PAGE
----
Mike Nesbitt left for his holidays last week. He would barely have reached his hotel before hearing the news that Robinson and McGuinness had issued a statement about Executive plans for the next few months, even though the UUP is a member of that Executive and that he won the leadership contest on the back of a very public, unambiguous commitment that the UUP would remain in the Executive.
That’s a measure of how he is rated by the DUP and Sinn Fein! The UUP don’t even show up on their radar any more.
The decision to withdraw from CSI was the right decision, for there is clearly no point in the UUP remaining on a committee in which it has so little influence. Whether Nesbitt was instrumental in making that decision (and I don’t think he was, by the way) is neither here nor there: there wasn’t any other choice which could have been made, given the circumstances.
Mind you, it’s a decision that won’t have much impact on the wider problems facing the party. Apparently there is to be a relaunch conference in September, but I’m not sure what the point of that will be in the absence of a clearly identified destination. Plus, it will not be possible to relaunch from within the Executive committee.
Anyway, back to the main plot. I think Owen Paterson is right when he says we are still a divided society. That said, I think the shape of the division has changed in one particular way: those who still vote are voting overwhelmingly for the continuation of the political divide between unionism and republicanism; yet those who aren’t voting (almost 50 per cent and counting) seem to be rejecting that form of division.
I have argued for some time now that it will take entirely new, post-conflict parties to reach out to the non-voters and offer them something different.
But even if those parties do emerge how do they get around the problem that there is still no role for an official opposition and that Assembly voting still requires cross-community support of designated unionists or nationalists? What would happen, for example, if a majority of MLAs in 2020 designated themselves as ‘other’?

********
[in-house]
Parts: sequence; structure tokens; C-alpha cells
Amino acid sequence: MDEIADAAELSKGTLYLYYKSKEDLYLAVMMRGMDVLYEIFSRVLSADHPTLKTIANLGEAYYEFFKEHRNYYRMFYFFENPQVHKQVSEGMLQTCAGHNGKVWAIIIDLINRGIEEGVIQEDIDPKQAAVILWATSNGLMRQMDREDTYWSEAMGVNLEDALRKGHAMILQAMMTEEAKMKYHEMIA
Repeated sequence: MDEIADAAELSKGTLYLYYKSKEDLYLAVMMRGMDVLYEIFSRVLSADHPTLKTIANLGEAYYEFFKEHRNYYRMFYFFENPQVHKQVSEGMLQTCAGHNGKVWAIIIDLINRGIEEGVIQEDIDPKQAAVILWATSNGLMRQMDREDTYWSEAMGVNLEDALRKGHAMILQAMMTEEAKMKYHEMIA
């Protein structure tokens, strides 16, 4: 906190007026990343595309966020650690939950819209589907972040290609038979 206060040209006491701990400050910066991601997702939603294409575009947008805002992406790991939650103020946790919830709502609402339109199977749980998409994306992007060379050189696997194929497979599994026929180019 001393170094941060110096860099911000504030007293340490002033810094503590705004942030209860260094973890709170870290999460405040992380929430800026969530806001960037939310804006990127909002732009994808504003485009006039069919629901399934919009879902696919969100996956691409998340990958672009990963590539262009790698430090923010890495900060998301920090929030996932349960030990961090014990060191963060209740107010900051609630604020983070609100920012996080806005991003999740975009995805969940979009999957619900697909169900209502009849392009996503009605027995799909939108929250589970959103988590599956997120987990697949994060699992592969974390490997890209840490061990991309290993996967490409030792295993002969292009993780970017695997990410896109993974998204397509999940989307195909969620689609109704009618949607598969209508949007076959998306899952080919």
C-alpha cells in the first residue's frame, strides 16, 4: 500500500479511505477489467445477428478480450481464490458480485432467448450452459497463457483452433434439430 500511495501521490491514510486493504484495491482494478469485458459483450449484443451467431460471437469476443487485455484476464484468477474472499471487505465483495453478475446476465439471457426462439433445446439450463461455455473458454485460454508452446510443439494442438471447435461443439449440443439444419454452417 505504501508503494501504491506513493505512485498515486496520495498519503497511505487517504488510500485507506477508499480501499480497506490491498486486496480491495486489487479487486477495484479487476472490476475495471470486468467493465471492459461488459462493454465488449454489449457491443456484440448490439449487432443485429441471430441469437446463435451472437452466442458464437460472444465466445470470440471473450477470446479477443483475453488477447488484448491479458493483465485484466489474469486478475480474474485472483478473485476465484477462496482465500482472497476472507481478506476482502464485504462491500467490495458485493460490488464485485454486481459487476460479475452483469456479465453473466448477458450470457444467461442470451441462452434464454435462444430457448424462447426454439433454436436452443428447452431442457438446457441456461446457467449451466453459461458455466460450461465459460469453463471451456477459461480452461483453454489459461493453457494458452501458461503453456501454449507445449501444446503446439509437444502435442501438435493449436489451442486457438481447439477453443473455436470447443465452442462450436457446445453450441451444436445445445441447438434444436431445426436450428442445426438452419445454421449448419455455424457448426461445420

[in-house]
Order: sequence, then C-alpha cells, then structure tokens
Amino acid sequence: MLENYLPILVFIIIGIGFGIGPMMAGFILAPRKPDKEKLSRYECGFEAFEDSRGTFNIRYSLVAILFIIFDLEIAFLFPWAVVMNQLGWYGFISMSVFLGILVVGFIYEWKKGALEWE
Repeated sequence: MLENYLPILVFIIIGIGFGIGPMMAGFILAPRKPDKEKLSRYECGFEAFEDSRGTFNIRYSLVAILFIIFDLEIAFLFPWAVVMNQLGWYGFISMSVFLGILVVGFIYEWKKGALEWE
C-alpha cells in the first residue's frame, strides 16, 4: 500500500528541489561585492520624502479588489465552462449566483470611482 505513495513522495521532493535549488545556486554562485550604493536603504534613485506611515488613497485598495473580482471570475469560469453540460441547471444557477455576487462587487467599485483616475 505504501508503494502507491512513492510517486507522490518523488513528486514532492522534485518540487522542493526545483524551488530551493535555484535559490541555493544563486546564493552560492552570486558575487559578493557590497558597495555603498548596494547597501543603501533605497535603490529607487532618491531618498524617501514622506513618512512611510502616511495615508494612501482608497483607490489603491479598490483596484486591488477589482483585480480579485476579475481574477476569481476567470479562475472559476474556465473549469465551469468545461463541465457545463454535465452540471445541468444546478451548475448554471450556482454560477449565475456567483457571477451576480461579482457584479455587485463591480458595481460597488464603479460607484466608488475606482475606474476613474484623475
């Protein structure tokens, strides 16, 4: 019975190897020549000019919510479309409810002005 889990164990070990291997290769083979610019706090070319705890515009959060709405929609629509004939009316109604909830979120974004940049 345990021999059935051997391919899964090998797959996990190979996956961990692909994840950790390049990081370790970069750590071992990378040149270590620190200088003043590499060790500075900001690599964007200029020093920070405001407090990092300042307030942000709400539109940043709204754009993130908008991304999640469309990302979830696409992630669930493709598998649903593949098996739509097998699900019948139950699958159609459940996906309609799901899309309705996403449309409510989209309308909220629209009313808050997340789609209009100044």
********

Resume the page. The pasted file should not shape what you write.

The DUP/SF concept of a shared future seems to be one in which the age-old dividing lines and parties remain in place, but with enough safeguards and us-and-them symbolism to keep both sides happy. And maybe they are right.
But that still leaves us with the fact that almost half of the electorate are choosing not to vote: and that divide between what the voters are settling for and what the non-voters are not settling for strikes me as a fundamentally more important division than the one between Protestants and Roman Catholics or unionist and republican.
To some extent we know what unionist and republican voters want, because they are voting for it at Assembly, Westminster and council level. But we don’t know what the non-voters want (although the fact they have stopped voting for the existing parties tells you something) because there is no one offering them new platforms or agendas.
So yes, Northern Ireland remains a divided society: but the division is now between those willing to accept the same-old, same-old and those who are rejecting those parties.
The next few years could be very interesting ones on the political/electoral front!